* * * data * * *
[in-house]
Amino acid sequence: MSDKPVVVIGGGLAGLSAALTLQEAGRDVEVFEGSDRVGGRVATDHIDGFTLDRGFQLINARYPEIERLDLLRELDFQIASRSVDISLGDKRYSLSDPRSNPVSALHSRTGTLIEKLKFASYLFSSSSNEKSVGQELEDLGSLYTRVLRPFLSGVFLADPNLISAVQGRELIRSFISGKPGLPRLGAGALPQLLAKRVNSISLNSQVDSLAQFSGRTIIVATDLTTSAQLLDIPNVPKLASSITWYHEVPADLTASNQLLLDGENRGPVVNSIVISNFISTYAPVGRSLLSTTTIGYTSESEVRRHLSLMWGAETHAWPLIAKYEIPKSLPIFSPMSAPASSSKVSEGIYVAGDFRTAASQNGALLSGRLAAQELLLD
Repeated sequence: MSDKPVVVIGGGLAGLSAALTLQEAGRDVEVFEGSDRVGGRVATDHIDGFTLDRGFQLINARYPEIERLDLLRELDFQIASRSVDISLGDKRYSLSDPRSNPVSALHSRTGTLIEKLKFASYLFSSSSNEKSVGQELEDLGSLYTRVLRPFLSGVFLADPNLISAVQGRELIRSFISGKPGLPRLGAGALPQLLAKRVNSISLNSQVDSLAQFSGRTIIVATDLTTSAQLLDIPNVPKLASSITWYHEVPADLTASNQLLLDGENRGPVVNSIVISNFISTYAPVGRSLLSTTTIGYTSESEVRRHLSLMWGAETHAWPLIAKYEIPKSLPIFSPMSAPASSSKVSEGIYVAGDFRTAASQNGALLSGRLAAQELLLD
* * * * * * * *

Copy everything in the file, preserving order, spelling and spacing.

[in-house]
Amino acid sequence: MSDKPVVVIGGGLAGLSAALTLQEAGRDVEVFEGSDRVGGRVATDHIDGFTLDRGFQLINARYPEIERLDLLRELDFQIASRSVDISLGDKRYSLSDPRSNPVSALHSRTGTLIEKLKFASYLFSSSSNEKSVGQELEDLGSLYTRVLRPFLSGVFLADPNLISAVQGRELIRSFISGKPGLPRLGAGALPQLLAKRVNSISLNSQVDSLAQFSGRTIIVATDLTTSAQLLDIPNVPKLASSITWYHEVPADLTASNQLLLDGENRGPVVNSIVISNFISTYAPVGRSLLSTTTIGYTSESEVRRHLSLMWGAETHAWPLIAKYEIPKSLPIFSPMSAPASSSKVSEGIYVAGDFRTAASQNGALLSGRLAAQELLLD
Repeated sequence: MSDKPVVVIGGGLAGLSAALTLQEAGRDVEVFEGSDRVGGRVATDHIDGFTLDRGFQLINARYPEIERLDLLRELDFQIASRSVDISLGDKRYSLSDPRSNPVSALHSRTGTLIEKLKFASYLFSSSSNEKSVGQELEDLGSLYTRVLRPFLSGVFLADPNLISAVQGRELIRSFISGKPGLPRLGAGALPQLLAKRVNSISLNSQVDSLAQFSGRTIIVATDLTTSAQLLDIPNVPKLASSITWYHEVPADLTASNQLLLDGENRGPVVNSIVISNFISTYAPVGRSLLSTTTIGYTSESEVRRHLSLMWGAETHAWPLIAKYEIPKSLPIFSPMSAPASSSKVSEGIYVAGDFRTAASQNGALLSGRLAAQELLLD